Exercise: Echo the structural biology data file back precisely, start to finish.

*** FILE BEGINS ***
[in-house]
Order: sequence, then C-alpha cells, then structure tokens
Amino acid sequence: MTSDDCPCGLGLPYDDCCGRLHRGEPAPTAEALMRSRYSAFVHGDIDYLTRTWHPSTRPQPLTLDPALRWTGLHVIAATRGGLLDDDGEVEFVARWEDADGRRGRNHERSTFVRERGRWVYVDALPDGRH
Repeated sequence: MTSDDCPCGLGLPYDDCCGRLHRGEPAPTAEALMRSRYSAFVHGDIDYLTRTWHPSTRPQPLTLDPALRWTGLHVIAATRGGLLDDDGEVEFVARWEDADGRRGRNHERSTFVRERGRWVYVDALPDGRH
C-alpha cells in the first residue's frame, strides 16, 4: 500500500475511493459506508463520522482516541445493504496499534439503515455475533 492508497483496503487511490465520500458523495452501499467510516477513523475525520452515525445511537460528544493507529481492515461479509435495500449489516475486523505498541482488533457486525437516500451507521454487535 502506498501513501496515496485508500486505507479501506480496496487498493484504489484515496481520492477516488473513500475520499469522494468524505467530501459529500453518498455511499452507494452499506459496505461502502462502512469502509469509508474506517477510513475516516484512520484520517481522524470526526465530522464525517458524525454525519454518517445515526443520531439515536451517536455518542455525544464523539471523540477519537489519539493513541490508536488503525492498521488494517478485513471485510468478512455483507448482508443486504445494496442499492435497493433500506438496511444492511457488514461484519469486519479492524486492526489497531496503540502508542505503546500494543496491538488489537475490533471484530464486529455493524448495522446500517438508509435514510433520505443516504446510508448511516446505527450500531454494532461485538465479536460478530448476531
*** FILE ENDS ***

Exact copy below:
[in-house]
Order: sequence, then C-alpha cells, then structure tokens
Amino acid sequence: MTSDDCPCGLGLPYDDCCGRLHRGEPAPTAEALMRSRYSAFVHGDIDYLTRTWHPSTRPQPLTLDPALRWTGLHVIAATRGGLLDDDGEVEFVARWEDADGRRGRNHERSTFVRERGRWVYVDALPDGRH
Repeated sequence: MTSDDCPCGLGLPYDDCCGRLHRGEPAPTAEALMRSRYSAFVHGDIDYLTRTWHPSTRPQPLTLDPALRWTGLHVIAATRGGLLDDDGEVEFVARWEDADGRRGRNHERSTFVRERGRWVYVDALPDGRH
C-alpha cells in the first residue's frame, strides 16, 4: 500500500475511493459506508463520522482516541445493504496499534439503515455475533 492508497483496503487511490465520500458523495452501499467510516477513523475525520452515525445511537460528544493507529481492515461479509435495500449489516475486523505498541482488533457486525437516500451507521454487535 502506498501513501496515496485508500486505507479501506480496496487498493484504489484515496481520492477516488473513500475520499469522494468524505467530501459529500453518498455511499452507494452499506459496505461502502462502512469502509469509508474506517477510513475516516484512520484520517481522524470526526465530522464525517458524525454525519454518517445515526443520531439515536451517536455518542455525544464523539471523540477519537489519539493513541490508536488503525492498521488494517478485513471485510468478512455483507448482508443486504445494496442499492435497493433500506438496511444492511457488514461484519469486519479492524486492526489497531496503540502508542505503546500494543496491538488489537475490533471484530464486529455493524448495522446500517438508509435514510433520505443516504446510508448511516446505527450500531454494532461485538465479536460478530448476531